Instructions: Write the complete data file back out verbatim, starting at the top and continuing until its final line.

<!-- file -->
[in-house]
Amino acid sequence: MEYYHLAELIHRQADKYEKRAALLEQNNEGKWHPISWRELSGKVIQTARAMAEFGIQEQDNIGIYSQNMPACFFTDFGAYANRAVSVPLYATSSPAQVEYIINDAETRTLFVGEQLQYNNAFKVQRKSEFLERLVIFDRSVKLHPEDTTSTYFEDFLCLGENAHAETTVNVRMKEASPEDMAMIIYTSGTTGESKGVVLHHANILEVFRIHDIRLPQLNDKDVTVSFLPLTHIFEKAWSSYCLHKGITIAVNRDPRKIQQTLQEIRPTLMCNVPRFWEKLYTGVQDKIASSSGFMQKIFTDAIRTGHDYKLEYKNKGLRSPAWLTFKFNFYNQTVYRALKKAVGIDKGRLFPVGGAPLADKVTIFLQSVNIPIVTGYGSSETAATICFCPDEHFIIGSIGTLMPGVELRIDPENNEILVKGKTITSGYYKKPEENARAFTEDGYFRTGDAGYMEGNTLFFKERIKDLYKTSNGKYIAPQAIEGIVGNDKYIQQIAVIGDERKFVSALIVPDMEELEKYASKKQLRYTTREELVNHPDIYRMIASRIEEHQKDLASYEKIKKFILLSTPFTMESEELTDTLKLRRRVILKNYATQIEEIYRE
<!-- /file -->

[in-house]
Amino acid sequence: MEYYHLAELIHRQADKYEKRAALLEQNNEGKWHPISWRELSGKVIQTARAMAEFGIQEQDNIGIYSQNMPACFFTDFGAYANRAVSVPLYATSSPAQVEYIINDAETRTLFVGEQLQYNNAFKVQRKSEFLERLVIFDRSVKLHPEDTTSTYFEDFLCLGENAHAETTVNVRMKEASPEDMAMIIYTSGTTGESKGVVLHHANILEVFRIHDIRLPQLNDKDVTVSFLPLTHIFEKAWSSYCLHKGITIAVNRDPRKIQQTLQEIRPTLMCNVPRFWEKLYTGVQDKIASSSGFMQKIFTDAIRTGHDYKLEYKNKGLRSPAWLTFKFNFYNQTVYRALKKAVGIDKGRLFPVGGAPLADKVTIFLQSVNIPIVTGYGSSETAATICFCPDEHFIIGSIGTLMPGVELRIDPENNEILVKGKTITSGYYKKPEENARAFTEDGYFRTGDAGYMEGNTLFFKERIKDLYKTSNGKYIAPQAIEGIVGNDKYIQQIAVIGDERKFVSALIVPDMEELEKYASKKQLRYTTREELVNHPDIYRMIASRIEEHQKDLASYEKIKKFILLSTPFTMESEELTDTLKLRRRVILKNYATQIEEIYRE